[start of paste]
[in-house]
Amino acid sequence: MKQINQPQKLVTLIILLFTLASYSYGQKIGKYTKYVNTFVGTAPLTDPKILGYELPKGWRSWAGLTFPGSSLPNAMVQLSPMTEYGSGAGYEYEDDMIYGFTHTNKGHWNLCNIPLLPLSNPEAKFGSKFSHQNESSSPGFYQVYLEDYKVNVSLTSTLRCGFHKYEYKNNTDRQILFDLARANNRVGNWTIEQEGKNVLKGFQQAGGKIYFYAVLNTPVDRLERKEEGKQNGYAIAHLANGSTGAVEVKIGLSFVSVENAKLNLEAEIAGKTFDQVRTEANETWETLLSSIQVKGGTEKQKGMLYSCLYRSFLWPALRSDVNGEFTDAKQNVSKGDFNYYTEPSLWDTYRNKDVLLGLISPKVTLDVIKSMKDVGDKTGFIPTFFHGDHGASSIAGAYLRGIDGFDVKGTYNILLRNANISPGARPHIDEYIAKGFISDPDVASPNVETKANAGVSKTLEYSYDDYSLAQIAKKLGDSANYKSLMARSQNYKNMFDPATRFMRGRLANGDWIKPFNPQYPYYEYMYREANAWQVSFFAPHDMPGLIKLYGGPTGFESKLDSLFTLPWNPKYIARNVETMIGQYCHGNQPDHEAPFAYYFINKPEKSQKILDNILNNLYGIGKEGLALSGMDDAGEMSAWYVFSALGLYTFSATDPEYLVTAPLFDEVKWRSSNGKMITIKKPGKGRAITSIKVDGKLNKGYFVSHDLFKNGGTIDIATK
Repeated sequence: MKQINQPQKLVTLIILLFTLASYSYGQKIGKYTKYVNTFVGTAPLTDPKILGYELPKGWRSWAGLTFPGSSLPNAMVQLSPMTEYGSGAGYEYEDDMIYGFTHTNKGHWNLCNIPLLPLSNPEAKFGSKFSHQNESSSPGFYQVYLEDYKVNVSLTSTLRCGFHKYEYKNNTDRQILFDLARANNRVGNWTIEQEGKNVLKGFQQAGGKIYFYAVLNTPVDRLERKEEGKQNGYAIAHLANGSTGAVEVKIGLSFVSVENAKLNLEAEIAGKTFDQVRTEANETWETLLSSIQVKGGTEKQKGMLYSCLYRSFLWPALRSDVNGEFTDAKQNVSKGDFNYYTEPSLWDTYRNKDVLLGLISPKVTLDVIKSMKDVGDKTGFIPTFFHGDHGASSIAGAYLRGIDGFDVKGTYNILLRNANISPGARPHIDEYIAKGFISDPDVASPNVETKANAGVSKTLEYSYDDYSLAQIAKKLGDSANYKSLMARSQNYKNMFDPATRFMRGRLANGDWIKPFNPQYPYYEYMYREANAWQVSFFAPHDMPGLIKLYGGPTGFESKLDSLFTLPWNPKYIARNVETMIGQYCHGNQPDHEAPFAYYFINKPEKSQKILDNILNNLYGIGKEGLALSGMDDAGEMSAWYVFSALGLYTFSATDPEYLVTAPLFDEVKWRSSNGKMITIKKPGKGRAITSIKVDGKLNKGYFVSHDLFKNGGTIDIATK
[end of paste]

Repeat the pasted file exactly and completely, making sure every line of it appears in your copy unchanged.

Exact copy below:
[in-house]
Amino acid sequence: MKQINQPQKLVTLIILLFTLASYSYGQKIGKYTKYVNTFVGTAPLTDPKILGYELPKGWRSWAGLTFPGSSLPNAMVQLSPMTEYGSGAGYEYEDDMIYGFTHTNKGHWNLCNIPLLPLSNPEAKFGSKFSHQNESSSPGFYQVYLEDYKVNVSLTSTLRCGFHKYEYKNNTDRQILFDLARANNRVGNWTIEQEGKNVLKGFQQAGGKIYFYAVLNTPVDRLERKEEGKQNGYAIAHLANGSTGAVEVKIGLSFVSVENAKLNLEAEIAGKTFDQVRTEANETWETLLSSIQVKGGTEKQKGMLYSCLYRSFLWPALRSDVNGEFTDAKQNVSKGDFNYYTEPSLWDTYRNKDVLLGLISPKVTLDVIKSMKDVGDKTGFIPTFFHGDHGASSIAGAYLRGIDGFDVKGTYNILLRNANISPGARPHIDEYIAKGFISDPDVASPNVETKANAGVSKTLEYSYDDYSLAQIAKKLGDSANYKSLMARSQNYKNMFDPATRFMRGRLANGDWIKPFNPQYPYYEYMYREANAWQVSFFAPHDMPGLIKLYGGPTGFESKLDSLFTLPWNPKYIARNVETMIGQYCHGNQPDHEAPFAYYFINKPEKSQKILDNILNNLYGIGKEGLALSGMDDAGEMSAWYVFSALGLYTFSATDPEYLVTAPLFDEVKWRSSNGKMITIKKPGKGRAITSIKVDGKLNKGYFVSHDLFKNGGTIDIATK
Repeated sequence: MKQINQPQKLVTLIILLFTLASYSYGQKIGKYTKYVNTFVGTAPLTDPKILGYELPKGWRSWAGLTFPGSSLPNAMVQLSPMTEYGSGAGYEYEDDMIYGFTHTNKGHWNLCNIPLLPLSNPEAKFGSKFSHQNESSSPGFYQVYLEDYKVNVSLTSTLRCGFHKYEYKNNTDRQILFDLARANNRVGNWTIEQEGKNVLKGFQQAGGKIYFYAVLNTPVDRLERKEEGKQNGYAIAHLANGSTGAVEVKIGLSFVSVENAKLNLEAEIAGKTFDQVRTEANETWETLLSSIQVKGGTEKQKGMLYSCLYRSFLWPALRSDVNGEFTDAKQNVSKGDFNYYTEPSLWDTYRNKDVLLGLISPKVTLDVIKSMKDVGDKTGFIPTFFHGDHGASSIAGAYLRGIDGFDVKGTYNILLRNANISPGARPHIDEYIAKGFISDPDVASPNVETKANAGVSKTLEYSYDDYSLAQIAKKLGDSANYKSLMARSQNYKNMFDPATRFMRGRLANGDWIKPFNPQYPYYEYMYREANAWQVSFFAPHDMPGLIKLYGGPTGFESKLDSLFTLPWNPKYIARNVETMIGQYCHGNQPDHEAPFAYYFINKPEKSQKILDNILNNLYGIGKEGLALSGMDDAGEMSAWYVFSALGLYTFSATDPEYLVTAPLFDEVKWRSSNGKMITIKKPGKGRAITSIKVDGKLNKGYFVSHDLFKNGGTIDIATK